Anyone designated to receive property under a will (or trust) is called a beneficiary. A will can be
simple or elaborate, depending upon the size of the estate and the wishes of the person who makes
it, called the testator. Many types of post-death instructions can be described in a will. A will can
describe who should receive specific items of furniture, art work, or jewelry. A will can name a
guardian who will take care of minor children should there be no surviving parent. A will can

disinherit a child if the testator does not want the child to receive any part of the estate. The options
for what a person can do with a will are varied but limited.

Trusts
A trust is another frequently used estate planning device that manages the distribution of a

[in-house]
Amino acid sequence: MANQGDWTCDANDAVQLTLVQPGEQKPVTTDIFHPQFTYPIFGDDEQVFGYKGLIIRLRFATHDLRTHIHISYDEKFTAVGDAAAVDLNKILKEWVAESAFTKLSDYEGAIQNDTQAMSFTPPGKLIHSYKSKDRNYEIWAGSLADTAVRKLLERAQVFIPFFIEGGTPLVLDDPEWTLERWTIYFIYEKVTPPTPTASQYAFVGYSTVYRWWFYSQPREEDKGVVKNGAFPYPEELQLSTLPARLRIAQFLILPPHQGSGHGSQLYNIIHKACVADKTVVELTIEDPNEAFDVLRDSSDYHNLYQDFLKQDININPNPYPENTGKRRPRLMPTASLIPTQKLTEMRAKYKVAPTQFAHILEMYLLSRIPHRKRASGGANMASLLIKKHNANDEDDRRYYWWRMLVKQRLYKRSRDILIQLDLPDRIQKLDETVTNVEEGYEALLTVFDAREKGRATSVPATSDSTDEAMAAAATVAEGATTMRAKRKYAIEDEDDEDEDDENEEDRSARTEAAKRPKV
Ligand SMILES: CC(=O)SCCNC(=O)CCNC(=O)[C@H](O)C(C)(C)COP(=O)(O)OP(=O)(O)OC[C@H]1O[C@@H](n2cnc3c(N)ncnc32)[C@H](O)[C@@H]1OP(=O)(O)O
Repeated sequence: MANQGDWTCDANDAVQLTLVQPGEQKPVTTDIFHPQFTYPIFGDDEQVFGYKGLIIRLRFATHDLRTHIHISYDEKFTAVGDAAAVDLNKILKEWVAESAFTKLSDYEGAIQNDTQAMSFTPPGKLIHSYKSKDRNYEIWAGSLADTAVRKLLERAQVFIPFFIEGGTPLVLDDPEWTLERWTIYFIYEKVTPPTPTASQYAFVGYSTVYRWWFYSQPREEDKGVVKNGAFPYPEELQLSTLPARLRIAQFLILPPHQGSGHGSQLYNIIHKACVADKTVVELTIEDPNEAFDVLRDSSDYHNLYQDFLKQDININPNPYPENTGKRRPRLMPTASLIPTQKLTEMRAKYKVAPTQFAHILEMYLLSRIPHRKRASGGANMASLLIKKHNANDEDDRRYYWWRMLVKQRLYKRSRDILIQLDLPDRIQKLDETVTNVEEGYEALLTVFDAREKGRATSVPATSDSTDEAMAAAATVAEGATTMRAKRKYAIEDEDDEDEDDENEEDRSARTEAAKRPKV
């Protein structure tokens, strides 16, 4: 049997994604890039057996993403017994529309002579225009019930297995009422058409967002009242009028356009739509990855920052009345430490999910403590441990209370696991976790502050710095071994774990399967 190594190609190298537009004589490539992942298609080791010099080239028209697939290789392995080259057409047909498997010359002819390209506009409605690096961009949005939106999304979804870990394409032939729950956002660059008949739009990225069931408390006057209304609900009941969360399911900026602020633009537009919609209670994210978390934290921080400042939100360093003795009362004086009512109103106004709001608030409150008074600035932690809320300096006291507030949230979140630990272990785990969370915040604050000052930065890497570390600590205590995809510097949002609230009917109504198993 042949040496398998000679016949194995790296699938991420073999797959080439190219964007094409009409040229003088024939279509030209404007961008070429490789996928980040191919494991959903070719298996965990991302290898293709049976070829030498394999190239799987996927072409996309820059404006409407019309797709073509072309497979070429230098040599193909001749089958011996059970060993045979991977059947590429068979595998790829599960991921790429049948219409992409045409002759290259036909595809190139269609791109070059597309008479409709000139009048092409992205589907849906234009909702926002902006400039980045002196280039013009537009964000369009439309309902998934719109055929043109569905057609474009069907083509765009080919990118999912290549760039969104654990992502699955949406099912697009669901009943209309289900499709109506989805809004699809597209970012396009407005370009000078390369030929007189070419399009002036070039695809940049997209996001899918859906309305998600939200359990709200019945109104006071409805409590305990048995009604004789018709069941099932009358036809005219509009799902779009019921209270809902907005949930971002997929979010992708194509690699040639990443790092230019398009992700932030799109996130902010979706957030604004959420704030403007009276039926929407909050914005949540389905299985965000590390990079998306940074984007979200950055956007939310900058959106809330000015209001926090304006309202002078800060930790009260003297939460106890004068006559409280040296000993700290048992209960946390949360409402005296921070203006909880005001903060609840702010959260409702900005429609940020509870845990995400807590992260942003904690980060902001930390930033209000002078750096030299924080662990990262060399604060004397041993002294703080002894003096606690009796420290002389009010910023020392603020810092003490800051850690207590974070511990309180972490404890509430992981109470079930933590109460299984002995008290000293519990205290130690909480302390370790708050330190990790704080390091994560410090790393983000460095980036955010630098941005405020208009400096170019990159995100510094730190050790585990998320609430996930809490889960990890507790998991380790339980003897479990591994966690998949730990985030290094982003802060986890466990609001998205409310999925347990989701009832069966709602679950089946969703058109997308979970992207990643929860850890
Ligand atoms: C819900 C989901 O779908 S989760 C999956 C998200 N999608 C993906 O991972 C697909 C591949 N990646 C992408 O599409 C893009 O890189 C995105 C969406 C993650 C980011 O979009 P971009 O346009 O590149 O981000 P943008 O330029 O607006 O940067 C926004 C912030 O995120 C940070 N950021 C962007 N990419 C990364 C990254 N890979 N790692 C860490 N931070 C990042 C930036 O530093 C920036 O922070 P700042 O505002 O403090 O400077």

person’s estate.

Probate With few exceptions, the estate of a person who dies owning property in his or her name
cannot legally be distributed without first going through probate. Only if all of a decedent's
property is held in joint tenancy with right of survivorship (pursuant to a written agreement) or in
trust can survivors avoid probate. Probate can operate with court supervision, called supervised
administration, or without court supervision, called independent administration. Informal probate
also is available. Some simple, small estates may be collected upon affidavit.

Corporations
To create a corporation means to create an artificial “person.” For legal and tax purposes, a
corporation is a separate entity from its owners. A corporation may make purchases, enter into
contracts, pay taxes, and sue and be sued. Corporations must be established in compliance with the
requirements set forth in Texas law. The shareholders.